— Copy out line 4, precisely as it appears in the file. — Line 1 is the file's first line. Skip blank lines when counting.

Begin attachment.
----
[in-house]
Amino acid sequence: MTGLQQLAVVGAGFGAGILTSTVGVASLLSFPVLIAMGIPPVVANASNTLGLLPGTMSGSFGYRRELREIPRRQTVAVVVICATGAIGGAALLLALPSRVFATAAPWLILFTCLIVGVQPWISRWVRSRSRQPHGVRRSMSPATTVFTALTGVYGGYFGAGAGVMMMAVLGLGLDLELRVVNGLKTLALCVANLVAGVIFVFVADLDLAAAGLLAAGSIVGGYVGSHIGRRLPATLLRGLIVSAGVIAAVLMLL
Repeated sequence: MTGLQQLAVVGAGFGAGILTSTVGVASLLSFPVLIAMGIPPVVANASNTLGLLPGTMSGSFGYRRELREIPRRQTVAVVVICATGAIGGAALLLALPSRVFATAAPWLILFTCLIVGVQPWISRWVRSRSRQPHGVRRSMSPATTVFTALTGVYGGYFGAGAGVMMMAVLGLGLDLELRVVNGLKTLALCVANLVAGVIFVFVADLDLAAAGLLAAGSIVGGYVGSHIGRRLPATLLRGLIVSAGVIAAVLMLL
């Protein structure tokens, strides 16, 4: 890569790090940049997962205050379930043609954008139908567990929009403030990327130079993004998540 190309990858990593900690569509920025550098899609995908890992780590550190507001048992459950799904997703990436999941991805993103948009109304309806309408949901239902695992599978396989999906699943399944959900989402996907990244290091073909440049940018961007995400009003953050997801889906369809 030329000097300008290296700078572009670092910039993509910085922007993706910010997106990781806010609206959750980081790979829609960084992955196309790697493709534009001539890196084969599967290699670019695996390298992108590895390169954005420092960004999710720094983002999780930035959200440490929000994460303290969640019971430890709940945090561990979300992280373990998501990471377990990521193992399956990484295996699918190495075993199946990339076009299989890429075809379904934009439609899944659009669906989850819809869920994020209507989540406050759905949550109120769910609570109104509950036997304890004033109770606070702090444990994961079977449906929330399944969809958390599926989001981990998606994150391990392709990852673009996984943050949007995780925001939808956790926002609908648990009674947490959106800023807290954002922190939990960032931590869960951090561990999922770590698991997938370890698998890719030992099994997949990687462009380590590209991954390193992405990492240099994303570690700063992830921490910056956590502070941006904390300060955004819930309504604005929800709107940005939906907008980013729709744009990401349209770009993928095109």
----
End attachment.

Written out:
């Protein structure tokens, strides 16, 4: 890569790090940049997962205050379930043609954008139908567990929009403030990327130079993004998540 190309990858990593900690569509920025550098899609995908890992780590550190507001048992459950799904997703990436999941991805993103948009109304309806309408949901239902695992599978396989999906699943399944959900989402996907990244290091073909440049940018961007995400009003953050997801889906369809 030329000097300008290296700078572009670092910039993509910085922007993706910010997106990781806010609206959750980081790979829609960084992955196309790697493709534009001539890196084969599967290699670019695996390298992108590895390169954005420092960004999710720094983002999780930035959200440490929000994460303290969640019971430890709940945090561990979300992280373990998501990471377990990521193992399956990484295996699918190495075993199946990339076009299989890429075809379904934009439609899944659009669906989850819809869920994020209507989540406050759905949550109120769910609570109104509950036997304890004033109770606070702090444990994961079977449906929330399944969809958390599926989001981990998606994150391990392709990852673009996984943050949007995780925001939808956790926002609908648990009674947490959106800023807290954002922190939990960032931590869960951090561990999922770590698991997938370890698998890719030992099994997949990687462009380590590209991954390193992405990492240099994303570690700063992830921490910056956590502070941006904390300060955004819930309504604005929800709107940005939906907008980013729709744009990401349209770009993928095109």